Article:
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Maestro José Antonio Abreu

Paying Tribute to the Father of El Sistema

 “From the minute a child is taught how to play an instrument, he is no longer poor.”

In 1975, Venezuelan economist, musician, and activist José Antonio Abreu set up twenty-five music stands in a garage. Eleven young musicians showed up to play, and on that day, El Sistema was born. Driven by the desire to effect profound social change through music, Abreu would grow El Sistema from this humble beginning into a worldwide movement.

Today, El Sistema encompasses more than 400 music centers, known as núcleos, and provides 700,000 young musicians throughout Venezuela’s most economically-marginalized communities with access to a high-quality music education. Internationally, Abreu’s vision has sparked a revolution with El Sistema-inspired programs having taken root in Europe, Asia, and North America.

Over the course of its 43-year history, El Sistema has introduced not only its pedagogy and purpose to the world, but also its most accomplished artists and ensembles, including the Simón Bolívar Symphony Orchestra, the Teresa Carreño Youth Orchestra, and the LA Phil’s own Music and Artistic Director Gustavo Dudamel.

A son of El Sistema, Dudamel is Abreu’s protégé and champion. In his artistry and his actions, Dudamel embodies Abreu’s belief in music as a profound human right and “agent of social development in the highest sense because it transmits the highest values—solidarity, harmony, and mutual compassion.”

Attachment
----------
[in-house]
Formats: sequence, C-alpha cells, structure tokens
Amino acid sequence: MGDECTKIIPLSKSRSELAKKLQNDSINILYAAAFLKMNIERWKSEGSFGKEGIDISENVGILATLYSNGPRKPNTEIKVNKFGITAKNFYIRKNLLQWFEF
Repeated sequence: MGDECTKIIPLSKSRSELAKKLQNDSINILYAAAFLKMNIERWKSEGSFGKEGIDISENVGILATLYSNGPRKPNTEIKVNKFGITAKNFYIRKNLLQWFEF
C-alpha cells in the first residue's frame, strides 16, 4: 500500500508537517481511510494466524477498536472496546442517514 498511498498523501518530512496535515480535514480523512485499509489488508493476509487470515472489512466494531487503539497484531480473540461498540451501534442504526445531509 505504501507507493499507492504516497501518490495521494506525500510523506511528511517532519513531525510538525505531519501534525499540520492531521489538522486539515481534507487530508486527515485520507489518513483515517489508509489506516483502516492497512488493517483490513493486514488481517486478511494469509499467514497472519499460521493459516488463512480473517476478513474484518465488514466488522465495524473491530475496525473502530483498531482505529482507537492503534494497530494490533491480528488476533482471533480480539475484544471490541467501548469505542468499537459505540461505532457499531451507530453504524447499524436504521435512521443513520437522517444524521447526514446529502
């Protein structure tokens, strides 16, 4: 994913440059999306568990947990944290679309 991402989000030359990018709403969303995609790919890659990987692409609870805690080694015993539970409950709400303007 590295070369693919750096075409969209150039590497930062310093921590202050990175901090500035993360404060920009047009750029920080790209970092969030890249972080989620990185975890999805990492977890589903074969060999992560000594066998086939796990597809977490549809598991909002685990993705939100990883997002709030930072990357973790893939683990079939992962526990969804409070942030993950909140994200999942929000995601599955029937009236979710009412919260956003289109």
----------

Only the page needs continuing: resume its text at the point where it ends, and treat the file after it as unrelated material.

Inspired by Dudamel’s formative experience with the program, the LA Phil sought to translate El Sistema into a U.S. context. At the outset, Abreu advised us: “Start small. Think big.” He was speaking from experience, as the visionary who knew back in 1975 precisely what El Sistema had the potential of becoming. We now know that his words were prophetic.

The El Sistema-inspired Youth Orchestra Los Angeles (YOLA) program was established with 80 students in South LA in 2007. Today, YOLA serves more than 1,000 students at four sites, and through the Take a Stand initiative, has become a model for programmatic excellence nationwide. By breaking down the economic barriers to receiving a music education, YOLA has become, like El Sistema before it, an agent of social change.

As we look toward the future, the momentum behind El Sistema’s growth shows no sign of abating. Its philosophy reverberates ever outward, rewriting the destinies of our most vulnerable youth through the beauty, discipline, and joy of making music together.

Abreu’s legacy will live on in Dudamel, in YOLA, and in every child who is given the chance to play. Abreu changed our world for the better, and we are so very grateful.

Bravo, Maestro.